Phượng’s daughter was abducted from her village in Vietnam and sold into marriage in China. Could she track her down – starting with Facebook?
Early one morning last April, Phượng woke to find over 100 missed calls on her mobile phone, all of them from her eldest daughter, Lý. “Mum!” Lý screamed, when she called back. “Where have you been? Cẩm is missing!” Lý’s voice cracked with panic over her little sister’s disappearance. “She called me from the border and said she’d been tricked! She’s been sold!”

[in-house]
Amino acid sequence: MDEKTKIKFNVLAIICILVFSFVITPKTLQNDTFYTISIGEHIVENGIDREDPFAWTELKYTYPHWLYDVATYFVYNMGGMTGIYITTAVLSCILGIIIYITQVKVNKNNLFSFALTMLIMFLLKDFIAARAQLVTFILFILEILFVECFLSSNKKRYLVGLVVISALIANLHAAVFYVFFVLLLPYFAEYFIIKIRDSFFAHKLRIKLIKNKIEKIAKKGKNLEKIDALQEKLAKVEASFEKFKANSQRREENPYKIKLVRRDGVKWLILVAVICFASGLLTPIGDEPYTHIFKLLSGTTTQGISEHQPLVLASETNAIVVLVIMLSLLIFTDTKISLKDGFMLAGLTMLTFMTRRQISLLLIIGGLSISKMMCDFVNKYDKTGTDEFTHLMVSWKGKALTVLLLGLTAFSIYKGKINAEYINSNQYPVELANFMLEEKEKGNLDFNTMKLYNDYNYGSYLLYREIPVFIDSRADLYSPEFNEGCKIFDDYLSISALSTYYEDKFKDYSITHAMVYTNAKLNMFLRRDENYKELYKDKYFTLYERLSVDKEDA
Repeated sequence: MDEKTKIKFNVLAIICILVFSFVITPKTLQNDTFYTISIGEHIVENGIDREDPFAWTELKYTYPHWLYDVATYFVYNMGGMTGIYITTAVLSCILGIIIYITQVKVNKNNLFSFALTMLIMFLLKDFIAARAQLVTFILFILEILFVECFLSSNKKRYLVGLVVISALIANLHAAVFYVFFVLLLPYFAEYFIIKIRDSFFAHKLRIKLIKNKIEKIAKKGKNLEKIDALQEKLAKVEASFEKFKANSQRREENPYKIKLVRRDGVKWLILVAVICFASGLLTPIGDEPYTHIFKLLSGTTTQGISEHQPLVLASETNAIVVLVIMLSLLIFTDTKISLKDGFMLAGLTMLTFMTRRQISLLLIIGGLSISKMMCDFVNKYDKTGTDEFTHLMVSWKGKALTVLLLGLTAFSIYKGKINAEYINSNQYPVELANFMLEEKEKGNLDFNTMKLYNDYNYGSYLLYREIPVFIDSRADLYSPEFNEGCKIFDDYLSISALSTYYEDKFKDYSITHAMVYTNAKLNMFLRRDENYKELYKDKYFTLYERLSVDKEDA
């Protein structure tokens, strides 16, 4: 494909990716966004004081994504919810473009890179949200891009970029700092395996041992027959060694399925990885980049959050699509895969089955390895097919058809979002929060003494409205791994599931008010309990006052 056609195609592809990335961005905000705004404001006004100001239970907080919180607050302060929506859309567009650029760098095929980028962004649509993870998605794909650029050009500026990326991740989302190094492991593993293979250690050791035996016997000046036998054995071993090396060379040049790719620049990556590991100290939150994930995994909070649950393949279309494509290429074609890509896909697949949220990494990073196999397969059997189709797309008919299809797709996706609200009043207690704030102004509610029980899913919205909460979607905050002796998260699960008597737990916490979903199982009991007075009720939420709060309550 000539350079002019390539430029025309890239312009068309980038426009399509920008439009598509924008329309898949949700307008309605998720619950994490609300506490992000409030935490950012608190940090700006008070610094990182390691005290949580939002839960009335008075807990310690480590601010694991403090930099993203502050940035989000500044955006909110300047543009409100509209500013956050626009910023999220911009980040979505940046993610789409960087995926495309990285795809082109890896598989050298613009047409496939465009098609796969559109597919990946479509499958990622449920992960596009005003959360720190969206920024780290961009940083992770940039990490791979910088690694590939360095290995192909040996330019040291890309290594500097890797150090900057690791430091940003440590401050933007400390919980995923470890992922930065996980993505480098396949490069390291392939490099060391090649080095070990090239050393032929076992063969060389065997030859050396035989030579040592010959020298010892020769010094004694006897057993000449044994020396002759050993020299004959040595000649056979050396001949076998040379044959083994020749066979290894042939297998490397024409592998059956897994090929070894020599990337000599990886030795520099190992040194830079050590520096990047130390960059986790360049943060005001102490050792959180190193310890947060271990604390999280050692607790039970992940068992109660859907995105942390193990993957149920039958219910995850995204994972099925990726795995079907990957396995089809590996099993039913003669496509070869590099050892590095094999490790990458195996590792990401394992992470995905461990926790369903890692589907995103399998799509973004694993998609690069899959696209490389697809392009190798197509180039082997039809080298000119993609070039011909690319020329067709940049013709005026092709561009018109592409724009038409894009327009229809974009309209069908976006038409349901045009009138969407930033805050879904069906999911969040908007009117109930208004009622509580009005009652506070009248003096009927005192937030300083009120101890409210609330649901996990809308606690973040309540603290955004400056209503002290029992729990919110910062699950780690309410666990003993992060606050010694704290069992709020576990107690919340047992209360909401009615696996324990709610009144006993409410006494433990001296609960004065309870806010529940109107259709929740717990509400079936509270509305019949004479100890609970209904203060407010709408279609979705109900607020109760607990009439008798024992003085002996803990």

Phượng knew immediately what had happened. They were living in Sapa, an impoverished rural district in Vietnam’s mountainous north-west, and many girls there had disappeared just like this: victims of bride trafficking, destined for China and a life of domestic servitude and sexual slavery. Phượng would have to act quickly if she wanted her daughter back. Traffickers moved at light speed, and 16-year-old Cẩm could very well be in the back of a car already, speeding towards rural China, her “buyer” waiting to introduce her to her new duties: labourer, domestic servant, wife, mother – possibly even sexual plaything for the other men in the family.